Does Your Lingerie Business Have a Newsletter Yet?
My name is Treacle and I’m the founder of The Lingerie Addict, a haven for lingerie lovers of every nation and persuasion. As a blogger, I interact constantly with the people your business needs most—customers. My column here is all about bringing you, the lingerie store owner, the perspective of us, the lingerie consumers.
“The money is in the list.” By now, we’ve heard that sentence so often it’s cliché, but, like many clichés, it’s also true. If you want to build a fanbase, if you want to tell potential customers about your latest products, and if you want to advertise any upcoming sales or promotions…you must have a list. Newsletters are no longer an optional part of your marketing and communication strategy, they’re a necessity.
In this article, we’ll talk about the #1 reason every lingerie business needs a newsletter, how to convince people to sign up for your newsletter, and what to do with their e-mail address once they’re signed up.
Newsletters are no longer an optional part of your marketing and communication strategy, they’re a necessity.
Why You Need a Newsletter
Plain and simple, newsletters help you keep customers. We know that e-mail is the preferred method of contact for many people. We know that it takes multiple visits from one customer before they buy anything. And we know that folks have short attention spans and sometimes completely forget what they were doing 15 minutes ago. Having a newsletter (and its alter ego, the mailing list) helps you retain those customers.
Think about it for a moment…if you don’t have a mailing list, and your competitor does, you’re effectively giving those customers away. How? Because your competitor is taking steps to make sure they’re the first name that comes to mind when the customer is ready to buy. If you’re unsure about where to host your newsletter service, take a look at Constant Contact, Aweber, and Vertical Response.
How to Get People to Sign Up for Your Newsletter
In my Lingerie Business Strategy Sessions, brands often ask me why no one is giving away their e-mail address. And in almost every case, either or both of these two things is happening. One, your newsletter sign up box is in an out of the way place. If the sign up box is in the bottom of your webpage, or tucked into an obscure little sidebar, no one is going to notice it enough to sign up; the placement has made it unimportant. Two, you have to give people a reason to give you their e-mail address. This is the basic law of reciprocity…why should someone give you something beneficial, without getting something in return. In other words, no one is ever going to visit your website, see your newsletter sign up box, and exclaim, “Oh boy, a newsletter…just what I’ve always wanted!” You have to give them an incentive to sign up.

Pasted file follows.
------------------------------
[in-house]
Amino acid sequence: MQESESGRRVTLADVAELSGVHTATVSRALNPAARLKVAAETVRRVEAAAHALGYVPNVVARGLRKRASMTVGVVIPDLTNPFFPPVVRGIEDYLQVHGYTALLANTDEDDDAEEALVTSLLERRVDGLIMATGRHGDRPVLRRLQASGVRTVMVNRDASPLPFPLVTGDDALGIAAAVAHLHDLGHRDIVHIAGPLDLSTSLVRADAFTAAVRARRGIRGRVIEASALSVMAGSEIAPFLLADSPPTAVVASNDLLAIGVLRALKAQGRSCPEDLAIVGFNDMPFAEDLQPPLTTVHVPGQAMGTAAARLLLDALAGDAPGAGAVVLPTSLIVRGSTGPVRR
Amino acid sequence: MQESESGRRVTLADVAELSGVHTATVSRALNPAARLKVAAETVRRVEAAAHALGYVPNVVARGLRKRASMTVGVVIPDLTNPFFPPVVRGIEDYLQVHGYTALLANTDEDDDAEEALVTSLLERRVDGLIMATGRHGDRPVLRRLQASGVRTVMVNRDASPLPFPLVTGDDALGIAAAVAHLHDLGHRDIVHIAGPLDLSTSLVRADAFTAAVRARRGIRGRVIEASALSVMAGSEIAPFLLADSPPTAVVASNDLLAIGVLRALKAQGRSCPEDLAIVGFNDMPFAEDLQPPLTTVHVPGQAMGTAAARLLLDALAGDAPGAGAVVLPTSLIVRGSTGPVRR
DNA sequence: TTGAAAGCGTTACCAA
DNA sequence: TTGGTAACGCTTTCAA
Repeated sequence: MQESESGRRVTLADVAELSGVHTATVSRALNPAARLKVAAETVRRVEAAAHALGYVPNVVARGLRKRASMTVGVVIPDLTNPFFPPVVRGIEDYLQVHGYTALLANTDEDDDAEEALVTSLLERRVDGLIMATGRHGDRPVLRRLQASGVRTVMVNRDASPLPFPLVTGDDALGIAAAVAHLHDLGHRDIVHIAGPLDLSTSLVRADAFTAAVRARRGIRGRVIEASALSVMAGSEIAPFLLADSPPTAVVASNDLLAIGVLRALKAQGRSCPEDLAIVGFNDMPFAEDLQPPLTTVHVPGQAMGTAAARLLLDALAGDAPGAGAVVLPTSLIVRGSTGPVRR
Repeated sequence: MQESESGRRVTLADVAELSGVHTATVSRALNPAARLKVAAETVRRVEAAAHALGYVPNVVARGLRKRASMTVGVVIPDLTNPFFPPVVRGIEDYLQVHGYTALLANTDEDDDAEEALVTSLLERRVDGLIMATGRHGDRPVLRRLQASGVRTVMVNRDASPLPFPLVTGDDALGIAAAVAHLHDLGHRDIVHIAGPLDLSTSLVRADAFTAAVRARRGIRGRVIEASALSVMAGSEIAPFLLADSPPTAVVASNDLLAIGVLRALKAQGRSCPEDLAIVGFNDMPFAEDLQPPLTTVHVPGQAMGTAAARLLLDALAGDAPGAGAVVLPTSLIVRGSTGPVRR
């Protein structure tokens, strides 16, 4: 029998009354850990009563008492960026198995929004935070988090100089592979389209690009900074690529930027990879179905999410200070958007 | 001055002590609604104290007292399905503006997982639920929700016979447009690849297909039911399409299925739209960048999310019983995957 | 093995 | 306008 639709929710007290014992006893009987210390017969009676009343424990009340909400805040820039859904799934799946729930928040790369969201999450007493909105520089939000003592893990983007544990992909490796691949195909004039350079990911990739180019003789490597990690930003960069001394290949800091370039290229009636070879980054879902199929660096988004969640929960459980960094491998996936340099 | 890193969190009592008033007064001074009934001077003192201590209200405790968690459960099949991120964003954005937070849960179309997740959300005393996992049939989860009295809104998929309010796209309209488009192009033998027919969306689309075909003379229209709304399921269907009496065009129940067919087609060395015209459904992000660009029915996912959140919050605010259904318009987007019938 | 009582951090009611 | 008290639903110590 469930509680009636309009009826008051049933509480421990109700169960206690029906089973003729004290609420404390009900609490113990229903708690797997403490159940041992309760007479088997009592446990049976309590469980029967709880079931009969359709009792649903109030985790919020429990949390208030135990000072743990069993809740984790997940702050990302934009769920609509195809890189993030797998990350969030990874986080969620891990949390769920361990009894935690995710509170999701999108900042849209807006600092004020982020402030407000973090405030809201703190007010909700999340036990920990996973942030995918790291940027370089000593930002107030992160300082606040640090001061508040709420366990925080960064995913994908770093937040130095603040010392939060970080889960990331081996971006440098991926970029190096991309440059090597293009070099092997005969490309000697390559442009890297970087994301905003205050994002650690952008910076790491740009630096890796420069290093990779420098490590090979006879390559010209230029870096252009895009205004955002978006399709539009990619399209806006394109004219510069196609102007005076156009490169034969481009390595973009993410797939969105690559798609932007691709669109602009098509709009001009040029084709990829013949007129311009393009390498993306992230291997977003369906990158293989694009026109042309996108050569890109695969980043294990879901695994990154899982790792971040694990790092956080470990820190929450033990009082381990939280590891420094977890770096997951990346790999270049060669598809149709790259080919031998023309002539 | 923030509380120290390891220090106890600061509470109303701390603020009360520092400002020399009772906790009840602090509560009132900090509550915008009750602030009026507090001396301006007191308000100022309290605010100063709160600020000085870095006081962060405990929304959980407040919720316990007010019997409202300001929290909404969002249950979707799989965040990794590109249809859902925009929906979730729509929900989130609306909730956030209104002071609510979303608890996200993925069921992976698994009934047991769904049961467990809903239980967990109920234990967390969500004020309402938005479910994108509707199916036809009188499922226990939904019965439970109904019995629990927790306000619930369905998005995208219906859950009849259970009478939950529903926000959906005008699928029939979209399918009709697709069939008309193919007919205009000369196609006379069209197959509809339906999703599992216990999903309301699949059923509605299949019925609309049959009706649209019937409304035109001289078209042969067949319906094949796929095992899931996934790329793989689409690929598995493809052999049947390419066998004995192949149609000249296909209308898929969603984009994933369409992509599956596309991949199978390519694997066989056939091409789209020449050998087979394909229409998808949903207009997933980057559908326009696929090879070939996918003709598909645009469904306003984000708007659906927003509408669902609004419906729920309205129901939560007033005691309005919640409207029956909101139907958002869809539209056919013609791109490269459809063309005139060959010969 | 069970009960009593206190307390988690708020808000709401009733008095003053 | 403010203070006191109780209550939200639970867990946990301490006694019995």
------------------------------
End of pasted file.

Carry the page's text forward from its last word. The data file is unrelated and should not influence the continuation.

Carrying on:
Some of the more popular incentives include discount codes, early sneak peeks at upcoming collections, opportunities to buy pieces in advance, and reports, guides, or tips that help the customer. Whatever it is, remember to make your incentive valuable, memorable, and concise.
What to Do Once People Have Given You their E-mail Address
It goes without saying (though I’m saying it anyway) that you should never share, sell, or spam your subscriber list. Treat your mailing list like gold because not only can spamming addresses get you get booted from the email marketing service it can also be a crime under the CAN-SPAM act (if you live in the U.S.). Contact your mailing list at a specific, preferably predictable, frequency. Too many e-mails and you’ll annoy them; too few and they’ll forget they signed up. Also, remember to use a consistent and attractive presentation, investing in a custom format and template if necessary. Finally, make it easy for people to unsubscribe from your list. Forcing someone to jump through hoops to remove their name only ensures that their last interaction with you will be a negative one.
I hope this article has given you some useful tips.
For more on Treacle, please visit her site at: www.thelingerieaddict.com